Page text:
Rupert Murdoch stepping down as chairman of Fox and News Corp.

Rupert Murdoch stepping down as chairman of Fox and News Corp.
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Media mogul Rupert Murdoch is retiring in November as the chairman of Fox and News Corp., a significant shift for a company that has significantly shaped political discourse across the country and particularly on the right for decades.

Murdoch, 92, will transition into a new role as chairman emeritus for both companies, and his son, Lachlan Murdoch, will become sole chairman of News Corp and continue as CEO and executive chairman of Fox Corporation.

Murdoch insisted he was stepping down at a point where the companies are in good health after a turbulent year that saw Fox News, the crown jewel of his conservative media empire, agreed to pay $787 million to Dominion Voting Systems to settle claims of defamation out of court in connection with false statements the network aired about the company’s software being promoted by former President Trump and his allies.

“Our companies are in robust health, as am I,” Murdoch wrote in a note to employees Thursday announcing the news. “Our opportunities far exceed our commercial challenges. We have every reason to be optimistic about the coming years – I certainly am, and plan to be here to participate in them. But the battle for the freedom of speech and, ultimately, the freedom of thought, has never been more intense.”

Lachlan, the elder Murdoch wrote, is “absolutely committed to the cause.”

As part of the Dominion litigation, a trove of communications from top Fox executives, including Murdoch, showed them throwing cold water on Trump’s assertions about voter fraud and blasting the former president.

Over a decades long career in the media and entertainment business, Murdoch has solidified himself as the American right’s top kingmaker.

He launched Fox News in the late 1990s as a competitor to mainstream media outlets and has grown the network into the top-watched cable news channel.

“Selfserving bureaucracies are seeking to silence those who would question their provenance and purpose,” Murdoch wrote in his note to staff. “Elites have open contempt for those who are not members of their rarefied class. Most of the media is in cahoots with those elites, peddling political narratives rather than pursuing the truth.”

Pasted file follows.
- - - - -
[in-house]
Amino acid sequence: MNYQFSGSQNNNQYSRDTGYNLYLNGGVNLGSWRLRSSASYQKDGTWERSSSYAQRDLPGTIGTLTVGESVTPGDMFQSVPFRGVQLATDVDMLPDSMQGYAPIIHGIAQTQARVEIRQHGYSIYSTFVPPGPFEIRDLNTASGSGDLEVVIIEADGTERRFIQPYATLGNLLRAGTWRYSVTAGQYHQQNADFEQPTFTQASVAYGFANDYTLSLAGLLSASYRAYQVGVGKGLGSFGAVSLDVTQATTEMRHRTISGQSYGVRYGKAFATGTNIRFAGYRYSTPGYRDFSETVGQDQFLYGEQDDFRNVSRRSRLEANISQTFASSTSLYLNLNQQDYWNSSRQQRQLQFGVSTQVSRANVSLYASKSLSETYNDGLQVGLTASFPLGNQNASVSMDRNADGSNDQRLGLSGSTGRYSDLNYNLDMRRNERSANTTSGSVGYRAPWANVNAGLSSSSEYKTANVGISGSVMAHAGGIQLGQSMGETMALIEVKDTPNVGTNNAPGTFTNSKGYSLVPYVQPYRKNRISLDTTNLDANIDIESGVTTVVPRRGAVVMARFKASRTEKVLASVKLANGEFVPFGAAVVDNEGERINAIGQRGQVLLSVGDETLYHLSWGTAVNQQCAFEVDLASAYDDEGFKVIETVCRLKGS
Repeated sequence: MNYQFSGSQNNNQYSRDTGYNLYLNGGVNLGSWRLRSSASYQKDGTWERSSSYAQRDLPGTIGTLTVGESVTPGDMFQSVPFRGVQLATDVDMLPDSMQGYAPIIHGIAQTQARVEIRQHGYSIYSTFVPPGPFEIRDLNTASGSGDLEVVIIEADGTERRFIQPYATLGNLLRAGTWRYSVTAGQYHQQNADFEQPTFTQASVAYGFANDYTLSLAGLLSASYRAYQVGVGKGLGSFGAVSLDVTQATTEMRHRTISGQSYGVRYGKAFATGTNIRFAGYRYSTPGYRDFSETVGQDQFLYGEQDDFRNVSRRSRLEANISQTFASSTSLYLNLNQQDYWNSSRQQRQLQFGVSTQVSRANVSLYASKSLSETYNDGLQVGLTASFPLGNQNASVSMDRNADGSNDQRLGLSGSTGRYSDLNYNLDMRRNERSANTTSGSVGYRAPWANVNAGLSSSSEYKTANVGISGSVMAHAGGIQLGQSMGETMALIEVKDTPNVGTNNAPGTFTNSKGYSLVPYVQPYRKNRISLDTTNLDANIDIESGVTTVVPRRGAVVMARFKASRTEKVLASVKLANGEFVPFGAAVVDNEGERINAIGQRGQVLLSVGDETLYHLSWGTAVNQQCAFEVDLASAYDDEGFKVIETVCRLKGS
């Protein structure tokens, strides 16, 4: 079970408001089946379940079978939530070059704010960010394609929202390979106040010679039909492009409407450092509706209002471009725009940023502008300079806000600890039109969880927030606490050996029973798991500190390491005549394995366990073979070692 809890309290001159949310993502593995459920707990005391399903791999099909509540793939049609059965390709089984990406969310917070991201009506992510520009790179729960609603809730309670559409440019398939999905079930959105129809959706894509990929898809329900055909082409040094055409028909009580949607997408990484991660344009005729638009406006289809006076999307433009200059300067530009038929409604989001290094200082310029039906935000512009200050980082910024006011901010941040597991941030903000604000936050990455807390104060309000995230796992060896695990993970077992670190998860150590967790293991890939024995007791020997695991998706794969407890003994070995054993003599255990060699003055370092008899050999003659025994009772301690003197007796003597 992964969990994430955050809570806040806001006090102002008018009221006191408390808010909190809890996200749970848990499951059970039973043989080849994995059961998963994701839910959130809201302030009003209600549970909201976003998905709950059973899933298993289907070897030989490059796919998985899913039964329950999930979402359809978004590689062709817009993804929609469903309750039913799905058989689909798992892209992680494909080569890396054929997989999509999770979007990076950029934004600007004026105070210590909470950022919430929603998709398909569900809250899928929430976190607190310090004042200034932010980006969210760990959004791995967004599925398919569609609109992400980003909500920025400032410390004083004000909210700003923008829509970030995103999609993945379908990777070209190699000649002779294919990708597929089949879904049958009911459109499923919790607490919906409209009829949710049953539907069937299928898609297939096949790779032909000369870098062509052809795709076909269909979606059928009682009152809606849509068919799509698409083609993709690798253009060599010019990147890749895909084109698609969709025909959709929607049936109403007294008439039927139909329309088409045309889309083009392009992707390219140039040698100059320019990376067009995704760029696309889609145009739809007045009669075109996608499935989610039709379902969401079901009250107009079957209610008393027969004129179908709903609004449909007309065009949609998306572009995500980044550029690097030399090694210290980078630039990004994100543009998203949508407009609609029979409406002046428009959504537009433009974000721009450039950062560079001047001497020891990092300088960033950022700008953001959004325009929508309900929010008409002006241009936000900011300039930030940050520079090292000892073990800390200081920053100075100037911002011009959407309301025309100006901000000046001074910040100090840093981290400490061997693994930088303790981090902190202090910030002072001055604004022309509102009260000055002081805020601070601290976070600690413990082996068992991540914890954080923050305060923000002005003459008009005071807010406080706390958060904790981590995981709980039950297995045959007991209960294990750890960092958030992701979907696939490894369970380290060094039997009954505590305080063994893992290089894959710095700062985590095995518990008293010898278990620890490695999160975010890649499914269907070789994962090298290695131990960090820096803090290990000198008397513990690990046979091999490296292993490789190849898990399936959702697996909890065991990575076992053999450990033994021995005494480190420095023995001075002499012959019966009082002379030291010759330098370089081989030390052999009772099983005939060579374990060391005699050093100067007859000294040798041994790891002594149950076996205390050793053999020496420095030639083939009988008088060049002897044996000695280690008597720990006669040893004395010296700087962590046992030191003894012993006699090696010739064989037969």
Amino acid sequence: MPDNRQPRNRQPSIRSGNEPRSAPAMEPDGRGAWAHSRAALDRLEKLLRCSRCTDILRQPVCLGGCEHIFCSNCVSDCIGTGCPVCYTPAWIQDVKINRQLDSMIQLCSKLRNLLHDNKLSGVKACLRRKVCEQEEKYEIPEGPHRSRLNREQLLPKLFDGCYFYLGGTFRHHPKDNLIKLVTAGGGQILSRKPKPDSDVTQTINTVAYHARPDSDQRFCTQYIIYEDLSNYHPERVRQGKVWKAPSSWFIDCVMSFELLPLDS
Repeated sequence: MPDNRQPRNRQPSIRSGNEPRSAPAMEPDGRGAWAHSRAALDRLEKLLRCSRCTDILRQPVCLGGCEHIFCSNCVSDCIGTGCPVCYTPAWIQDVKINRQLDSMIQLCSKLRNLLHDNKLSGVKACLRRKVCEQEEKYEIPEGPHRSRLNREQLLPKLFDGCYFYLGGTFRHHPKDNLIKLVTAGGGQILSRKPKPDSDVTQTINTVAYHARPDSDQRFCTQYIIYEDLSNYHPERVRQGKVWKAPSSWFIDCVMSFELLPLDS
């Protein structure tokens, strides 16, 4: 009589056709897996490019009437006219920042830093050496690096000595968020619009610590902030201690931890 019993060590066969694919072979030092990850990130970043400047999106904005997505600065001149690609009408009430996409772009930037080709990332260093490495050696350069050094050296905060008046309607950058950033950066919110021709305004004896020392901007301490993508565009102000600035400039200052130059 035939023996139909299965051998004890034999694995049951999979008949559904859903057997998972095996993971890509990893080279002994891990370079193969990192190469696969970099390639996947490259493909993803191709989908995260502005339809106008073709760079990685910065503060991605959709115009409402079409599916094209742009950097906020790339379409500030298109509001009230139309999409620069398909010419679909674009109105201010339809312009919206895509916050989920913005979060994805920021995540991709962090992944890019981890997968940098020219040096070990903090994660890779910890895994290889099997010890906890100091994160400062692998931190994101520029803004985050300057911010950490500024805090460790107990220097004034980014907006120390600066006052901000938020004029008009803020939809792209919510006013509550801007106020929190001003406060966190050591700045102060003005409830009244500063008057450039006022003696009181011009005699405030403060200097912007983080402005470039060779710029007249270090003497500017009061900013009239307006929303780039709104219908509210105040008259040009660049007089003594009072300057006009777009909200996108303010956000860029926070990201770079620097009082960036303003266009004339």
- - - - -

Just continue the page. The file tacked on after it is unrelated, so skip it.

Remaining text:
The media mogul said he plans to remain “involved every day in the contest of ideas.”

“I will be watching our broadcasts with a critical eye, reading our newspapers and websites and books with much interest, and reaching out to you with thoughts, ideas, and advice,” he said.

Lachlan Murdoch, in his new role, will also take over as Chairman of News Corp., the media conglomerate that owns the Wall Street Journal and New York Post.

Last fall, Rupert Murdoch attempted to combine Fox and News Corps. — two companies that had previously been combined until he separated them in 2013.

Murdoch decided to pull the bid just months later, writing to company shareholders the following January that “a combination is not optimal for shareholders of News Corp and FOX at this time.”

In recent years, the Journal and Post have both grown increasingly critical of Trump, with its editorials and op-eds often serving as fuel for the former president to attack the Murdochs and his media empire.

In a recent social media video, Trump called Murdoch a “globalist” who is trying to stop him from reclaiming the presidency in 2024 and accused the media tycoon of trying to boost his top GOP rivals.

The former president skipped the first Republican primary debate, which was hosted by and aired on Fox, and is planning to skip the second debate next week, which will be broadcast on Fox Business.

Fox and News Corp., like all major media companies, face major headwinds in the form of widespread cord cutting across cable television, increased competition for online subscribers and a volatile digital ad market.

Still, both media companies are certain to be major players in setting the tone and themes of the coming 2024 presidential election.

Murdoch’s personal life, family business dealings and influence over popular culture has also been a matter of public fascination for years.

His recent engagement and subsequent break up with Ann Lesley Smith sparked a flood of tabloid headlines and chatter across the media and political worlds about what would have been Murdoch’s fifth marriage.

The award-winning HBO series “Succession” is also widely believed to be loosely based on Murdoch’s family and media empire.

“We thank him for his vision, his pioneering spirit, his steadfast determination, and the enduring legacy he leaves to the companies he founded and countless people he has impacted,” Lachlan Murdoch said of his father in a statement on Thursday. “We are grateful that he will serve as Chairman Emeritus and know he will continue to provide valued counsel to both companies.”

Updated: 10:24 a.m.

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